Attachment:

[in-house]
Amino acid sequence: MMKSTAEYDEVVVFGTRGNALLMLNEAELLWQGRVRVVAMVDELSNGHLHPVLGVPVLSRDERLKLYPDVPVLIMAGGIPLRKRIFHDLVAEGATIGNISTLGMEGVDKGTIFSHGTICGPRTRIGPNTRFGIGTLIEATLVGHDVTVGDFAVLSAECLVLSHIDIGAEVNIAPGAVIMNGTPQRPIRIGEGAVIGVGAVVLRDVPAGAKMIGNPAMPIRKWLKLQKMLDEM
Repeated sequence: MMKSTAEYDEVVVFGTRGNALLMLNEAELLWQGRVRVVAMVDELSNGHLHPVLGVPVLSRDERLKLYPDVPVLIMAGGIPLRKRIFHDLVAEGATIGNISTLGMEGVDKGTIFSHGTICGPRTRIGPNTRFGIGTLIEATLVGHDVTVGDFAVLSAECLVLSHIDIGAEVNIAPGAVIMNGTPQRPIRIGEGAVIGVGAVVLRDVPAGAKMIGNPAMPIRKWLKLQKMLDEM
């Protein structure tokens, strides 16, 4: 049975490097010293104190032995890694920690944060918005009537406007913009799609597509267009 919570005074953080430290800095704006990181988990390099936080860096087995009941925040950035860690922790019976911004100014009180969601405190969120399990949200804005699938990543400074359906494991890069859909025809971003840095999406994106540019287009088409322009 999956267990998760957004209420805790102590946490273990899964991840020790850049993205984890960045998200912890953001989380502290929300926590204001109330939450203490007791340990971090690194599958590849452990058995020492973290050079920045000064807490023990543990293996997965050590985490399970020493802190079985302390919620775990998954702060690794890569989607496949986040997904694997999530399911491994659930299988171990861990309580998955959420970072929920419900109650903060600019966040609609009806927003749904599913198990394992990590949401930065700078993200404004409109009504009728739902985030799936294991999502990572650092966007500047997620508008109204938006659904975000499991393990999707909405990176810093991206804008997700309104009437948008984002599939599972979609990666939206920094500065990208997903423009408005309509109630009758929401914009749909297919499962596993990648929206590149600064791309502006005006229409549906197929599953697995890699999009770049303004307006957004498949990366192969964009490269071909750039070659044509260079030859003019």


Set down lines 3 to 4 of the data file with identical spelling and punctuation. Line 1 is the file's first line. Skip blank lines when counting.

Repeated sequence: MMKSTAEYDEVVVFGTRGNALLMLNEAELLWQGRVRVVAMVDELSNGHLHPVLGVPVLSRDERLKLYPDVPVLIMAGGIPLRKRIFHDLVAEGATIGNISTLGMEGVDKGTIFSHGTICGPRTRIGPNTRFGIGTLIEATLVGHDVTVGDFAVLSAECLVLSHIDIGAEVNIAPGAVIMNGTPQRPIRIGEGAVIGVGAVVLRDVPAGAKMIGNPAMPIRKWLKLQKMLDEM
């Protein structure tokens, strides 16, 4: 049975490097010293104190032995890694920690944060918005009537406007913009799609597509267009 919570005074953080430290800095704006990181988990390099936080860096087995009941925040950035860690922790019976911004100014009180969601405190969120399990949200804005699938990543400074359906494991890069859909025809971003840095999406994106540019287009088409322009 999956267990998760957004209420805790102590946490273990899964991840020790850049993205984890960045998200912890953001989380502290929300926590204001109330939450203490007791340990971090690194599958590849452990058995020492973290050079920045000064807490023990543990293996997965050590985490399970020493802190079985302390919620775990998954702060690794890569989607496949986040997904694997999530399911491994659930299988171990861990309580998955959420970072929920419900109650903060600019966040609609009806927003749904599913198990394992990590949401930065700078993200404004409109009504009728739902985030799936294991999502990572650092966007500047997620508008109204938006659904975000499991393990999707909405990176810093991206804008997700309104009437948008984002599939599972979609990666939206920094500065990208997903423009408005309509109630009758929401914009749909297919499962596993990648929206590149600064791309502006005006229409549906197929599953697995890699999009770049303004307006957004498949990366192969964009490269071909750039070659044509260079030859003019």